The excavation, directed by Saburo Sugiyama, professor of archaeology at Aichi Prefectural University in Japan and research professor at Arizona State University, and Ruben Cabrera of Mexico's National Institute of Anthropology and History, has found a distinctive burial in the pyramid, one of Teotihuacan's oldest and largest structures, containing three ceremonially positioned bodies, other ceremonial items, and jade artifacts that appear to be of Mayan origin.

"The jade objects are especially interesting," said Sugiyama, a leading authority on Teotihuacan, who has been excavating sites in various parts of the city for decades. "We believe that some of them came from Guatemala.

"Some jade objects were carved in Maya style and we know that they were often used as symbol of rulers or royal family members in Maya societies. We have to study the objects and bones further, but the offerings strongly suggest a direct relation between the Teotihuacan ruling group and the Maya royal families."

Among the items is a spectacular jade statuette of a person with relatively realistic features and big eyes. Jade is a rare and precious material in Central America. The nearest and most likely source of the stone is located in the Motagua Valley in Guatemala, which seems to further confirm the objects' Mayan origins.

The burial site is located at the top of the fifth of the pyramid's seven layered stages, and appears to have been created as an offering during the construction of the sixth stage, which is dated circa 350 A.D., near the time of Teotihacan's greatest power and prosperity.

According to Sugiyama, the bodies found in this tomb offer further evidence that the burial is a unique and important find. Since 1998, Sugiyama and his team have excavated several other human burials in the Pyramid of the Moon containing symbolically important animals (such as pumas, coyotes, eagles and serpents), large shells, weapon points and artwork, but the human remains in the earlier discoveries all appeared to be bound captives - offerings dedicating stages of the pyramid. The current discovery is somewhat similar in its ceremonial and symbolic objects, but differs significantly in the positioning of the human remains.

"Unlike the earlier burials we've discovered in the Pyramid of the Moon, these three bodies didn't have their hands tied," Sugiyama noted. "In addition, they were found in a cross-legged seated position, which is very rarely, if ever, found in burials here.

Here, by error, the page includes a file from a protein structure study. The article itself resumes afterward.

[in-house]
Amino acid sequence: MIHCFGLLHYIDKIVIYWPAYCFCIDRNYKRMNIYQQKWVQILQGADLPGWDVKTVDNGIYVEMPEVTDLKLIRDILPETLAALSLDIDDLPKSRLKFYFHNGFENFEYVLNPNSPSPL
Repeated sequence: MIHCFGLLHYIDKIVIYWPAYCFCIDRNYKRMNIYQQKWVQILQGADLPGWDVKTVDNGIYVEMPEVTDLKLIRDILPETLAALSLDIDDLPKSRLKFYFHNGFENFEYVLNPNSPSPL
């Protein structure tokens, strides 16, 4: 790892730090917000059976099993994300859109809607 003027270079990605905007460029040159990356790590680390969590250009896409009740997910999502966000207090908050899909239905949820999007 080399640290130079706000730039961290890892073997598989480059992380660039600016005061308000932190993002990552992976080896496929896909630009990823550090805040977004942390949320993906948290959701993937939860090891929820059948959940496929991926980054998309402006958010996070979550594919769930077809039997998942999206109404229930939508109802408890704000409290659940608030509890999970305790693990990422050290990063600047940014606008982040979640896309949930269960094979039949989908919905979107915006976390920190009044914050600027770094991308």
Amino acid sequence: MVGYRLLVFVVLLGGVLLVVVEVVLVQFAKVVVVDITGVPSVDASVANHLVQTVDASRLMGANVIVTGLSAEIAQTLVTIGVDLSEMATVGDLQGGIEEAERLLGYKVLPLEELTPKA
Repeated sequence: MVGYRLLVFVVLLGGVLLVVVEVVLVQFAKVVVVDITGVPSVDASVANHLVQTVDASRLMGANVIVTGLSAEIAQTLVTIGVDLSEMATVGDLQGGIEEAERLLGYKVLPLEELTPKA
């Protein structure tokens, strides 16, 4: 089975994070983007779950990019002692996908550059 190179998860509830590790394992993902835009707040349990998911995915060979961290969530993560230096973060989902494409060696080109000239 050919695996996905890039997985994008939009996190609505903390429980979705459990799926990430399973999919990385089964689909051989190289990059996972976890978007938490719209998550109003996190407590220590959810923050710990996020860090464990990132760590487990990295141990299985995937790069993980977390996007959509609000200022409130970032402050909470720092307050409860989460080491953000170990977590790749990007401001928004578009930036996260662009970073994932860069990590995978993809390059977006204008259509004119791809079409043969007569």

"The position, however, can be seen in images in murals, sculpture or figurines as priests, gods, or warriors in Teotihuacan and other related sites."

Similar body positioning has also been found in burials at Kaminaljuyu, a Mayan site in the Guatemalan highlands. Archaeologists have, in fact, found indications of noble Teotihuacan visitors and of their possible influence on government in the art and records of a number of Mayan cities, including Tikal and Copan. Some evidence has also been found for the presence of Mayan visitors in the common residential and commercial districts of Teotihuacan.

"The archaeological evidence appears to point towards Teotihuacanos intervening in Mayan politics, " said ASU archaeologist George Cowgill, an authority on Teotihuacan. "But many people still dispute that there was really any significant influence because they were two distinctly different cultures. "Dr. Sugiyama's discovery makes it all more complicated by adding some big new pieces to the puzzle. It certainly makes it harder to see the Mayans as not much influenced by Teotihuacan."

"I think this is significant because for the first time we have data indicating a Mayan ruling class connection at Teotihuacan, from the heart of one of the city's major monuments," said Sugiyama. "More importantly, these new data tell us about the government Teotihuacan itself, which is one of the biggest questions," he said. "These three people were evidently from the highest socio-political status group."

The three bodies are all male, and are estimated to be approximately 50 years of age at burial. Sugiyama also notes that the bodies were lavishly adorned. "They have the richest ornaments ever found in a burial at Teotihuacan after more than a century of research," Sugiyama said.

"The quality of the offerings is just exceptional. If we had found only one of these bodies, we would suspect that he had been a ruler or at least a royal family member, but we discovered three. This leaves us with critical questions of identification that still need to be resolved," he said. "And there is still a possibility that we may find another grave below the current burial complex and/or at other places inside the Moon Pyramid."

The excavation of the Pyramid of the Moon ended in mid-October because of Sugiyama's teaching commitments in Japan. Sugiyama plans to continue with the digging next August.

Sugiyama and Cabrera's research is sponsored by the Japanese Society for the Promotion of Science, the National Science Foundation, the National Geographic Society, Arizona State University, and Mexico's

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Translation of recently unearthed hieroglyphic stairs on an ancient Maya pyramid in Guatemala provides dramatic evidence that two great Maya city-states and their allies were locked in a brutal superpower struggle that may have set the stage for the later collapse of the classic Maya civilization.